The downsides are that usually they need power from a 12V cigarette lighter socket (unless they have a rechargeable battery like this one) and dual screens have a connecting cable, so wires can get a bit messy, and you’ll have to remove them when parked somewhere so as not to attract thieves, which can be a pain. Read our review of in-car headrest DVD players and view DVD players for sale at Halfords.
We found these headrest DVD players on Amazon:
Portable DVD players
These can be mounted to headrests but can also be used when you leave the car. This means the kids have something to watch on trains or planes, but compared to tablets and smartphones, they’re quite bulky, you have to carry around a selection of DVDs and the image quality isn’t superb.
We found these portable DVD players on Amazon:
If you have a tablet PC, such as an iPad or Amazon Fire, you can simply buy a headrest mount to which it can be attached. The beauty of this is that the tablet’s battery usually lasts for hours even without a power cable, the quality is great, it can easily be connected to the car’s stereo via Bluetooth (should you want to be subjected to the Peppa’s antics, too) and it’s easy to remove the tablet when you leave the car.
Even better, you have a choice of video from multiple apps such as BBC iPlayer, Netflix and Amazon Video, as well as your own digital video files, without needing to carry around extra discs. Just remember, if using a streaming service there may be restrictions on what you can watch and for how long you’re allowed to watch downloads once you leave the UK.
We found these tablet PCs on Amazon:
All the benefits of the tablet but in a smaller package. Of course, that means a smaller screen, and if you have forgotten your in-car charging cable, you’ll soon run out of battery, which could be a problem if you need to call the emergency or roadside recovery services.
We found these sim-free smartphones on Amazon:
Don’t forget headphones
Unless you want to listen to hours of non-stop Paw Patrol, headphones are a good bet. But choose ones appropriate for children, for example:
And phone/tablet headrest mounts
You’ll need something to hold your phone or tablet. See these examples at Halfords or try these, on Amazon:
In-car audio entertainment
Besides FM radio and CDs, there are other options for in-car music. If you don’t have DAB (digital radio) in your car, you can buy aftermarket options in the form of either full, replacement stereos or an adapter, such as this Pure Highway (read our review here).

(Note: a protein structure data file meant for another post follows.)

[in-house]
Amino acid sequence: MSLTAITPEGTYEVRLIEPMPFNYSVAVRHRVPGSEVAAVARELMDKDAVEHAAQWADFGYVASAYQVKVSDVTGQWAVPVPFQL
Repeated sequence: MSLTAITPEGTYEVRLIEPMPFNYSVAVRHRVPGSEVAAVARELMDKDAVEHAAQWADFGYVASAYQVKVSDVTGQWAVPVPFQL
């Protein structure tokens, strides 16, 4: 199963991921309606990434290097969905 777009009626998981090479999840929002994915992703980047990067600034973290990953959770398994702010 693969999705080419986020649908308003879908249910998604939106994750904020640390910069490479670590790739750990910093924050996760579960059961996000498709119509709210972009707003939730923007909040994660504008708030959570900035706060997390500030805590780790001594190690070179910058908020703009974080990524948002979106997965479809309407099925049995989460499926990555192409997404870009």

But if you have a smartphone and are able to connect it to your stereo either by USB or Bluetooth, you could stream radio from an app like TuneIn.
Audiobooks and podcasts
An audiobook could be a great way to entertain the children for a good while. A Winnie the Pooh or Harry Potter story, for example, could be hours of fun that will arguably get the synapses firing more than video, as the stories come alive in their minds.
A free and often brilliant option is downloading podcasts. You may need an app such as Podcast Addict or Acast, within which you run a search for the show you want, but you can also download some directly from your favourite websites, such as the CBeebies Radio podcast.
Toys and activities
A selection of favourite toys is essential for the kids, but you could also get a bit creative.
Washable felt pens
Allow your child to do some drawing on the move. You don’t want your car’s interior covered in permanent marker pen, so these are a good option.
A no-mess way for kids to colour in, this uses a water-filled felt pen filled to reveal colourful pictures.
Another way to avoid marking the car interior: fuzzy felt.
Bring out the blocks.
Make it easier for your little ones with a laptop tray table like this, or one that folds out from a seat organiser, like this one.
Other must-haves for road trips
- Sippy cups
- Portable potty
- First aid kit
- USB cables/chargers
- 12V adapter
- Dash cam (will record accidents – read our reviews here)
- Sun shades (also good for reducing strobing effect from motorway lights at night – read our reviews here or find others at Halfords)
- Child seats (it’s now law that backless booster seats are only approved for children taller than 125cm or weighing more than 22kg, which is around six years old – read more and see reviews here)
Any other essentials needed? Let us know @ST_Driving